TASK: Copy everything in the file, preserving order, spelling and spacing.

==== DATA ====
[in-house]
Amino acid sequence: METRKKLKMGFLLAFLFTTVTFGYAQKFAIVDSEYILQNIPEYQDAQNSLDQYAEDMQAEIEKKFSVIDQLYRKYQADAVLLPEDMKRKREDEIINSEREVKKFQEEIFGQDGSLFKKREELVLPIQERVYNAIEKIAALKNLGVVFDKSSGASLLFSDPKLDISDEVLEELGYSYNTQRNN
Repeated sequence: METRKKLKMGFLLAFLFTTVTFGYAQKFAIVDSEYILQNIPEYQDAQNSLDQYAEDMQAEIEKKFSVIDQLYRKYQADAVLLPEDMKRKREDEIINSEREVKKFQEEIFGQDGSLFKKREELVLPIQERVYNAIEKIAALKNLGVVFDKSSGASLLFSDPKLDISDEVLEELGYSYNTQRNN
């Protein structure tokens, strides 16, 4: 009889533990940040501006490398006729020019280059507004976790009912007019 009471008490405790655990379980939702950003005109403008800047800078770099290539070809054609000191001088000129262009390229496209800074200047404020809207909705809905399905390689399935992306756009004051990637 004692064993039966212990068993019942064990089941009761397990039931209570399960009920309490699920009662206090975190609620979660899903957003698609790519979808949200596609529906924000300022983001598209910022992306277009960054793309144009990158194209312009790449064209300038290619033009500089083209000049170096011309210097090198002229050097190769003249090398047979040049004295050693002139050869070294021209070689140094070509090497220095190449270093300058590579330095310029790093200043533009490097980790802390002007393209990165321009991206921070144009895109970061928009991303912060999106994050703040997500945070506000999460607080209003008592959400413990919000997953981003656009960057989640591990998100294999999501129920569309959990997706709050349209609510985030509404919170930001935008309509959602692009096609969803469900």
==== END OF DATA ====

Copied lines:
[in-house]
Amino acid sequence: METRKKLKMGFLLAFLFTTVTFGYAQKFAIVDSEYILQNIPEYQDAQNSLDQYAEDMQAEIEKKFSVIDQLYRKYQADAVLLPEDMKRKREDEIINSEREVKKFQEEIFGQDGSLFKKREELVLPIQERVYNAIEKIAALKNLGVVFDKSSGASLLFSDPKLDISDEVLEELGYSYNTQRNN
Repeated sequence: METRKKLKMGFLLAFLFTTVTFGYAQKFAIVDSEYILQNIPEYQDAQNSLDQYAEDMQAEIEKKFSVIDQLYRKYQADAVLLPEDMKRKREDEIINSEREVKKFQEEIFGQDGSLFKKREELVLPIQERVYNAIEKIAALKNLGVVFDKSSGASLLFSDPKLDISDEVLEELGYSYNTQRNN
């Protein structure tokens, strides 16, 4: 009889533990940040501006490398006729020019280059507004976790009912007019 009471008490405790655990379980939702950003005109403008800047800078770099290539070809054609000191001088000129262009390229496209800074200047404020809207909705809905399905390689399935992306756009004051990637 004692064993039966212990068993019942064990089941009761397990039931209570399960009920309490699920009662206090975190609620979660899903957003698609790519979808949200596609529906924000300022983001598209910022992306277009960054793309144009990158194209312009790449064209300038290619033009500089083209000049170096011309210097090198002229050097190769003249090398047979040049004295050693002139050869070294021209070689140094070509090497220095190449270093300058590579330095310029790093200043533009490097980790802390002007393209990165321009991206921070144009895109970061928009991303912060999106994050703040997500945070506000999460607080209003008592959400413990919000997953981003656009960057989640591990998100294999999501129920569309959990997706709050349209609510985030509404919170930001935008309509959602692009096609969803469900």